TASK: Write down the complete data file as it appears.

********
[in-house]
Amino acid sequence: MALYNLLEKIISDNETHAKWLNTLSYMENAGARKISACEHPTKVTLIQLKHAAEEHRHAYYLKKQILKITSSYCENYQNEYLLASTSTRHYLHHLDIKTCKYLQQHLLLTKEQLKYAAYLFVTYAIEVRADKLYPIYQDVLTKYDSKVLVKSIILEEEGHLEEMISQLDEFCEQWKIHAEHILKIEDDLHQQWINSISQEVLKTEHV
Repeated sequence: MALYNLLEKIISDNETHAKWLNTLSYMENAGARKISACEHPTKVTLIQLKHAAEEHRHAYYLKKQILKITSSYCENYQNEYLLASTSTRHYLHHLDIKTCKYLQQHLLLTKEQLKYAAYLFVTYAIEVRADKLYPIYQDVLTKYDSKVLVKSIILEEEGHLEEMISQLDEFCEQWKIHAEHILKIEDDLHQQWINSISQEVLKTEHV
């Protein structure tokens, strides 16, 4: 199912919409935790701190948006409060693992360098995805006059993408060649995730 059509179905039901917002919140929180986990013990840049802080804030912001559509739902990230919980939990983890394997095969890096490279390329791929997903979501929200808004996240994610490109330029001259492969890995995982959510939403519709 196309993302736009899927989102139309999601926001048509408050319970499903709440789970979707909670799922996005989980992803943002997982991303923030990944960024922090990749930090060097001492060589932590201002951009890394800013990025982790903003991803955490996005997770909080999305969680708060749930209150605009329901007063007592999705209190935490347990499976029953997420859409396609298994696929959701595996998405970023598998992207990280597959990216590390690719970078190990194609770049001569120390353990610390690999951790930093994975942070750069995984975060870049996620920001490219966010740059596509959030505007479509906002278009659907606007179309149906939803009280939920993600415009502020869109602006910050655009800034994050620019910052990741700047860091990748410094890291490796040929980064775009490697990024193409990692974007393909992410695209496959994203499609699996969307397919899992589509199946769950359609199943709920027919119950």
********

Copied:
[in-house]
Amino acid sequence: MALYNLLEKIISDNETHAKWLNTLSYMENAGARKISACEHPTKVTLIQLKHAAEEHRHAYYLKKQILKITSSYCENYQNEYLLASTSTRHYLHHLDIKTCKYLQQHLLLTKEQLKYAAYLFVTYAIEVRADKLYPIYQDVLTKYDSKVLVKSIILEEEGHLEEMISQLDEFCEQWKIHAEHILKIEDDLHQQWINSISQEVLKTEHV
Repeated sequence: MALYNLLEKIISDNETHAKWLNTLSYMENAGARKISACEHPTKVTLIQLKHAAEEHRHAYYLKKQILKITSSYCENYQNEYLLASTSTRHYLHHLDIKTCKYLQQHLLLTKEQLKYAAYLFVTYAIEVRADKLYPIYQDVLTKYDSKVLVKSIILEEEGHLEEMISQLDEFCEQWKIHAEHILKIEDDLHQQWINSISQEVLKTEHV
């Protein structure tokens, strides 16, 4: 199912919409935790701190948006409060693992360098995805006059993408060649995730 059509179905039901917002919140929180986990013990840049802080804030912001559509739902990230919980939990983890394997095969890096490279390329791929997903979501929200808004996240994610490109330029001259492969890995995982959510939403519709 196309993302736009899927989102139309999601926001048509408050319970499903709440789970979707909670799922996005989980992803943002997982991303923030990944960024922090990749930090060097001492060589932590201002951009890394800013990025982790903003991803955490996005997770909080999305969680708060749930209150605009329901007063007592999705209190935490347990499976029953997420859409396609298994696929959701595996998405970023598998992207990280597959990216590390690719970078190990194609770049001569120390353990610390690999951790930093994975942070750069995984975060870049996620920001490219966010740059596509959030505007479509906002278009659907606007179309149906939803009280939920993600415009502020869109602006910050655009800034994050620019910052990741700047860091990748410094890291490796040929980064775009490697990024193409990692974007393909992410695209496959994203499609699996969307397919899992589509199946769950359609199943709920027919119950």